Planned Parenthood, a more than 100-year-old organization with 600 affiliated health centers nationwide, has simultaneously served as both a health care provider for millions — it provides cancer screenings, contraception, disease testing and abortion services — as well as one of the leading advocacy organizations for women’s reproductive rights.
The group’s board voted unanimously Tuesday to appoint Alexis McGill Johnson, co-founder of the Perception Institute, an anti-bias research group, to temporarily replace Wen. McGill Johnson will serve as acting president and chief executive of both Planned Parenthood Federation of America, the nonprofit that provide health care services, and Planned Parenthood Action Fund, its political arm.
In a joint statement, Aimee Cunningham and Jennie Rosenthal, the chairwomen of the two Planned Parenthood boards, said, “We thank Dr. Leana Wen for her service to Planned Parenthood in such a pivotal time and extend our best wishes for her continued success.”
A 36-year-old former health commissioner in Baltimore, Wen was among Time magazine’s 100 most influential people earlier this year. She replaced the group’s longtime leader, Cecile Richards, a former Democratic political aide and the daughter of former Texas Gov. Ann Richards, who had been a forceful voice on the national stage for women in general and abortion rights in particular.
But inside Planned Parenthood, there had been significant turnover at the top of the organization since Wen’s arrival and disagreements over the group’s direction.
Multiple senior officials at Planned Parenthood have departed since Wen’s appointment, including Dawn Laguens, the former executive vice president; Deirdre Schifeling, the former executive director of the group’s political arm; and Wendi Wallace, the group’s former director of political outreach. A top official, Dana Singiser, was announced as the senior vice president for policy, advocacy and campaigns in January but instead departed the organization months later. Another Planned Parenthood vice president announced taking a new job this week.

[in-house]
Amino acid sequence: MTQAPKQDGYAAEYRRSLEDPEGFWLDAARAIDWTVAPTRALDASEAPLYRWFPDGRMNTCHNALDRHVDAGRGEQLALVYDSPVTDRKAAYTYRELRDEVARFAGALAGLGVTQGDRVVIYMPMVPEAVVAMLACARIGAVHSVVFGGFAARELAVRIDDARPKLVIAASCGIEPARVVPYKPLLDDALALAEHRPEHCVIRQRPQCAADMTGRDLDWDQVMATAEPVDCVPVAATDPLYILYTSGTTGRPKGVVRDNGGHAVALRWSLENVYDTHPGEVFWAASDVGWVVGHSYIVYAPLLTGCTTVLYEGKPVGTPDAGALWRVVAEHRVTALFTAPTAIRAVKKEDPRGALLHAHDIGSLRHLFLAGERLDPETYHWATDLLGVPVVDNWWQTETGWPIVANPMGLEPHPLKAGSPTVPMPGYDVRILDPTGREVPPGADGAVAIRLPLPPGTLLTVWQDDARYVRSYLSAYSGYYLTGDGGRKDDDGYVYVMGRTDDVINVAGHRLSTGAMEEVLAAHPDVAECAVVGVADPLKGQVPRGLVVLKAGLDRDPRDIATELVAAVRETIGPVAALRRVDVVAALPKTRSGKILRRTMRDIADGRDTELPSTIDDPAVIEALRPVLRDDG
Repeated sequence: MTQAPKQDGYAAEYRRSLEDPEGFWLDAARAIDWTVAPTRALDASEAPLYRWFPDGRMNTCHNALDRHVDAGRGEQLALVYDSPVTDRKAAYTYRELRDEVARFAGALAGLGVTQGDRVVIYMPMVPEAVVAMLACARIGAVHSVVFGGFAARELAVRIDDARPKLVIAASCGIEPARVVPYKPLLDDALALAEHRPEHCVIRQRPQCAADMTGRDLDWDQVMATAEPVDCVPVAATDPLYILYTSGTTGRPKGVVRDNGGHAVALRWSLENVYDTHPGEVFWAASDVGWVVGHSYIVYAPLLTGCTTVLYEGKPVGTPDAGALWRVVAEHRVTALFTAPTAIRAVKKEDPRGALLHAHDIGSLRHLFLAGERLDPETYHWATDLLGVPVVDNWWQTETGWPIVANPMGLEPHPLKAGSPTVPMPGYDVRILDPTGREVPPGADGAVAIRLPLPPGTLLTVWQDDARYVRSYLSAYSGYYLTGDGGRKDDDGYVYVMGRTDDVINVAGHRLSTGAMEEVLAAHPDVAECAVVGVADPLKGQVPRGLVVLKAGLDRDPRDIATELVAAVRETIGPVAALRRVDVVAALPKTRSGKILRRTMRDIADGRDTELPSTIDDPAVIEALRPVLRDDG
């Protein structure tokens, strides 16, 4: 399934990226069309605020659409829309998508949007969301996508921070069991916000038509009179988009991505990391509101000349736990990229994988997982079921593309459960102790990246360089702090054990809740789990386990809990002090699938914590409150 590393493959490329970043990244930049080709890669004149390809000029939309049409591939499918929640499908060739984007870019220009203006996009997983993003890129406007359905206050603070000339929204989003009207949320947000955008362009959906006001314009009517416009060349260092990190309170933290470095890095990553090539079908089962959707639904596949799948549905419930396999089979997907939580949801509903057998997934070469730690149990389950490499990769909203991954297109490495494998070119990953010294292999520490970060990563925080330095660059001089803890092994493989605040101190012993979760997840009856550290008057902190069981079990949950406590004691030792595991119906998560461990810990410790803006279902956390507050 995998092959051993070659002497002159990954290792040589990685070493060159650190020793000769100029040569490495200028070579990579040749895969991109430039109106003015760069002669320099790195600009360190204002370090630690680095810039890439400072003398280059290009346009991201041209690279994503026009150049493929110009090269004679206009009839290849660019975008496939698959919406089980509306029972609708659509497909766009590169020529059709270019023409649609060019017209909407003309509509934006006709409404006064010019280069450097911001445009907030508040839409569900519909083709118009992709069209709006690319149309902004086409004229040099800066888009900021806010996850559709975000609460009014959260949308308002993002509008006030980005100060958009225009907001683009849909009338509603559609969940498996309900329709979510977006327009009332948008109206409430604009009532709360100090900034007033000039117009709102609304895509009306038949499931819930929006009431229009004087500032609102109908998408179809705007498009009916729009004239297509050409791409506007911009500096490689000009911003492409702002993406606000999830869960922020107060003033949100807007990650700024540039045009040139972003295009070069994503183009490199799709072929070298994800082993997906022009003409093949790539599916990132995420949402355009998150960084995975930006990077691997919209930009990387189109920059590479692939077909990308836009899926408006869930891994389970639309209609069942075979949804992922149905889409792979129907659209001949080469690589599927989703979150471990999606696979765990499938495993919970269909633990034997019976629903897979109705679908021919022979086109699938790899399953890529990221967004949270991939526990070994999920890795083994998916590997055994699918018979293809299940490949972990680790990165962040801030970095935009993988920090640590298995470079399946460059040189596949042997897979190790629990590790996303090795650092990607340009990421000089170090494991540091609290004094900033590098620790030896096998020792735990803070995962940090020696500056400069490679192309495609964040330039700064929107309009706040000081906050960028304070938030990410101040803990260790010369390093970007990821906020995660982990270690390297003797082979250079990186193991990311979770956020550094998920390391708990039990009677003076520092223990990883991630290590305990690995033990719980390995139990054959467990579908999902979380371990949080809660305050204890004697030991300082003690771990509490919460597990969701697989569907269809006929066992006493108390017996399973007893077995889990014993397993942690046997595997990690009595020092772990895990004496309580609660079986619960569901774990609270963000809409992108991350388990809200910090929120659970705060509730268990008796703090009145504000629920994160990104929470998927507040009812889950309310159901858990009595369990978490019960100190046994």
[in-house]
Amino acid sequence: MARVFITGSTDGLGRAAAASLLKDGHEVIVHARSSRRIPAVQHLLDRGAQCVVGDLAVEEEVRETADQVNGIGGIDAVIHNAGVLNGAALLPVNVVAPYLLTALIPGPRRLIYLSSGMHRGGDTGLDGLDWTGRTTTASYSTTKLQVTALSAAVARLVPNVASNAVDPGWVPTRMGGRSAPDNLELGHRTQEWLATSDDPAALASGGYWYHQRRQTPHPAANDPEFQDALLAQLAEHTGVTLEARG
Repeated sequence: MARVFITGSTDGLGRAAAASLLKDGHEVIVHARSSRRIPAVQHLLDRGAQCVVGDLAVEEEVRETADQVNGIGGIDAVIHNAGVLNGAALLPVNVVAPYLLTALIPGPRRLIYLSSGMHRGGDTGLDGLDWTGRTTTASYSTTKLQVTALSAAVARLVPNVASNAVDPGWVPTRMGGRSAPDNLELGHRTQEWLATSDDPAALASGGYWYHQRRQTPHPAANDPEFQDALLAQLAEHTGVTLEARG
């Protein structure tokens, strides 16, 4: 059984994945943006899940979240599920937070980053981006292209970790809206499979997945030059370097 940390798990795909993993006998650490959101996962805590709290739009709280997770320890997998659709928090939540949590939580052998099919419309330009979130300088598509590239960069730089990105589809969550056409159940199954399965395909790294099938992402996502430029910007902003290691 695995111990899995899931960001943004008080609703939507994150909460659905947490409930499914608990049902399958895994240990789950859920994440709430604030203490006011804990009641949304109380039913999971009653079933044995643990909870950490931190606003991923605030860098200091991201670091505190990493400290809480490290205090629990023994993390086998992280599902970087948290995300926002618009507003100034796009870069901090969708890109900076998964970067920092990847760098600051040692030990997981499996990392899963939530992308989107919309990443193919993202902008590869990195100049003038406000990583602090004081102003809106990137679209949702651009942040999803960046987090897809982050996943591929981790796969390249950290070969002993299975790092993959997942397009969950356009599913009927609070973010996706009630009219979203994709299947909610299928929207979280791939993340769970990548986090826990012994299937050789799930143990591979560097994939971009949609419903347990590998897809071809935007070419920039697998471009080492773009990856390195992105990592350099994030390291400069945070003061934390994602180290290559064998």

Wen arrived last fall at Planned Parenthood with a compelling life story, having grown up poor and on Medicaid in California after her family moved there from China.
“When I was 16 and I wanted information about birth control, Planned Parenthood was the first and only place that I could think of going for my health care and education,” she told The New York Times in May.
She would rise to serve as health commissioner in Baltimore, working to close racial disparities in health care outcomes there as she sued the Trump administration for cutting teen pregnancy funds.
But former Planned Parenthood officials said she was quickly seen as a poor fit as top talent departed. The board and Wen had been discussing her future at the organization for several weeks, according to two people familiar with the matter.
Earlier this month, Wen wrote an op-ed in The Washington Post disclosing her own recent miscarriage and how she was recovering over the Fourth of July weekend.
“I decided to write about my experience because I want to break the silence and shame that often come with pregnancy loss,” she wrote. “I also write because my miscarriage has made my commitment to women’s health even stronger.”
Wen’s replacement, McGill Johnson, has served on Planned Parenthood’s board for nearly a decade, including previously as its chairwoman.
“I am proud to step in to serve as acting president and facilitate a smooth leadership transition in this critical moment for Planned Parenthood and the patients and communities we serve,” McGill Johnson said in a statement. “I thank Dr. Wen for her service and her commitment to patients.”